@Riley Dutton – Yes, when you prepay a mortgage, you do end up paying less interest and paying off the loan sooner. You are getting a guaranteed return equal to the mortgage rate. It’s often the highest guaranteed rate you can get anywhere. You may be able to invest the money for a higher return by taking higher risk, but as we all know, higher risk does not necessarily bring higher returns. Consider prepaying mortgage after maxing out all tax advantaged contributions (401k, IRA, etc.).

  5. Beans says

    Just to be clear, recasting means that you can put in extra money towards principal and asked the bank to reduce your monthly mortgage payment?

    If you don’t ask for recasting, it means that your monthly mortgage payments stay the same but the percentage of that mortgage payment goes toward interest change?

    I didn’t know recasting exist, I just assume that if you make extra payments, your monthly mortgage payment stays the same but you will pay off your loan sooner. Thanks to the professor’s goof, I learn something new today !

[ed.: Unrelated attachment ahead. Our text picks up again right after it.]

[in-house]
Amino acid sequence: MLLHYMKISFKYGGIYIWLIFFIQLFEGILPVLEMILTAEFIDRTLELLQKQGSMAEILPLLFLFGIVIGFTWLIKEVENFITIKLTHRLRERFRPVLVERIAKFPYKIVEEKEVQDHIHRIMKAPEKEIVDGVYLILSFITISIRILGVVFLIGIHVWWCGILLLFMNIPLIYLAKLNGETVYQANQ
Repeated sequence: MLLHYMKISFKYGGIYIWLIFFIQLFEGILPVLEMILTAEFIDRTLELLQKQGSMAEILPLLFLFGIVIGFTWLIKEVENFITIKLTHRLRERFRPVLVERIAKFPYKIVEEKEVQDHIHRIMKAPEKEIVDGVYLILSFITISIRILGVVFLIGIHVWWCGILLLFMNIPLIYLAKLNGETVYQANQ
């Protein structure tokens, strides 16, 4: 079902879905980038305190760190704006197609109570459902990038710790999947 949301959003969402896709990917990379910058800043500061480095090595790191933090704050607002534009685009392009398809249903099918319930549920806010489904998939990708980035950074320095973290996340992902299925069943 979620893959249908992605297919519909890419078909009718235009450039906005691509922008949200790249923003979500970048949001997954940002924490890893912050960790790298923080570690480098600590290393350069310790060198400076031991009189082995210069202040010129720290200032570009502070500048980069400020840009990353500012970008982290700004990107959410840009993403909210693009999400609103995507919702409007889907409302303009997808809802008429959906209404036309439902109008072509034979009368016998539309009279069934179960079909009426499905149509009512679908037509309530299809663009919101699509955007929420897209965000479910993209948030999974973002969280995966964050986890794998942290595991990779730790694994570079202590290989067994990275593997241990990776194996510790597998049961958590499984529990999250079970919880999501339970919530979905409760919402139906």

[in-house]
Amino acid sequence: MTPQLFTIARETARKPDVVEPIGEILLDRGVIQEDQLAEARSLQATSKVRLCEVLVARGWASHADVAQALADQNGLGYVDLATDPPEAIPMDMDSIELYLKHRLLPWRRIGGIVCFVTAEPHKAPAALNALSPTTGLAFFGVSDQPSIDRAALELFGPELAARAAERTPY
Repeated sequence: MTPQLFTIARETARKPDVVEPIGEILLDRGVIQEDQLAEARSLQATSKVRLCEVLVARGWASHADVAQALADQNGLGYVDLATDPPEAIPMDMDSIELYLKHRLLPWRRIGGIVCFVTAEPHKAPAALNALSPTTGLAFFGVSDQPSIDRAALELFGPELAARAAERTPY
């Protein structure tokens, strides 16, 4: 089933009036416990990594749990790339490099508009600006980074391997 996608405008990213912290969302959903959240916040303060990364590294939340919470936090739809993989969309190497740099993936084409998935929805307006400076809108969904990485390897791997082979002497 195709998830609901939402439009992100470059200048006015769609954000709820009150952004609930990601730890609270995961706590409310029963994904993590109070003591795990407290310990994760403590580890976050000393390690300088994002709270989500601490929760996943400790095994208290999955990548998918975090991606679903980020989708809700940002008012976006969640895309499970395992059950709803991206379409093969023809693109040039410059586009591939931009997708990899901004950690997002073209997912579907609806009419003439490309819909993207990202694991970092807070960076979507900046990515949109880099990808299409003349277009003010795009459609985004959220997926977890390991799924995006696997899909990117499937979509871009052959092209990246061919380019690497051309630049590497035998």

6. Don says

    To be honest, I had a bank do mostly what this guy was saying in that I made extra payments and they incorrectly accounted them against interest. I made them correct it, and it took a couple of tries to get the books right, but they eventually did.

    It still wasn’t at the end of the loan, but it was sort of like an interest free loan to the bank.

  7. Harry Sit says

    @Beans – Yes to your two questions. After recasting you get a smaller monthly payment, but your loan won’t be paid off sooner and you will pay more interest than you do if you don’t recast. It sort of defeats the purpose of paying additional principal. Most people prepay mortgage because they want to pay it off sooner and pay less interest.